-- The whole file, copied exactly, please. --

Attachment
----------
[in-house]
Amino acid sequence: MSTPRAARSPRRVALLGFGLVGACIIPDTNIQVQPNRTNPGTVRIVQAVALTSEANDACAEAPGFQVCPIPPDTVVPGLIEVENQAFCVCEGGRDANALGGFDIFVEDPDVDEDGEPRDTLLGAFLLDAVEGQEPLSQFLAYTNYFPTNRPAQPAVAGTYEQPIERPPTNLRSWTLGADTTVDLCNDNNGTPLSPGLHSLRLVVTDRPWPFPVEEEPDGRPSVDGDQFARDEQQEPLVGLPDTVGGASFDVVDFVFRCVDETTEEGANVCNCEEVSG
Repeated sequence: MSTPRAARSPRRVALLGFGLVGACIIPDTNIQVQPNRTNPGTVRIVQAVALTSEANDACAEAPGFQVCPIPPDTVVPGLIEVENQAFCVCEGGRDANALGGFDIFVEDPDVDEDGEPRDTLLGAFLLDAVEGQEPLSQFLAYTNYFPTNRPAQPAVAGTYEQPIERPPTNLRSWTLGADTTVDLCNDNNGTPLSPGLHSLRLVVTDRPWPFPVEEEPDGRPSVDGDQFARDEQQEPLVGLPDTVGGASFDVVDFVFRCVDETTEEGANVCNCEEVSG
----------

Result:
[in-house]
Amino acid sequence: MSTPRAARSPRRVALLGFGLVGACIIPDTNIQVQPNRTNPGTVRIVQAVALTSEANDACAEAPGFQVCPIPPDTVVPGLIEVENQAFCVCEGGRDANALGGFDIFVEDPDVDEDGEPRDTLLGAFLLDAVEGQEPLSQFLAYTNYFPTNRPAQPAVAGTYEQPIERPPTNLRSWTLGADTTVDLCNDNNGTPLSPGLHSLRLVVTDRPWPFPVEEEPDGRPSVDGDQFARDEQQEPLVGLPDTVGGASFDVVDFVFRCVDETTEEGANVCNCEEVSG
Repeated sequence: MSTPRAARSPRRVALLGFGLVGACIIPDTNIQVQPNRTNPGTVRIVQAVALTSEANDACAEAPGFQVCPIPPDTVVPGLIEVENQAFCVCEGGRDANALGGFDIFVEDPDVDEDGEPRDTLLGAFLLDAVEGQEPLSQFLAYTNYFPTNRPAQPAVAGTYEQPIERPPTNLRSWTLGADTTVDLCNDNNGTPLSPGLHSLRLVVTDRPWPFPVEEEPDGRPSVDGDQFARDEQQEPLVGLPDTVGGASFDVVDFVFRCVDETTEEGANVCNCEEVSG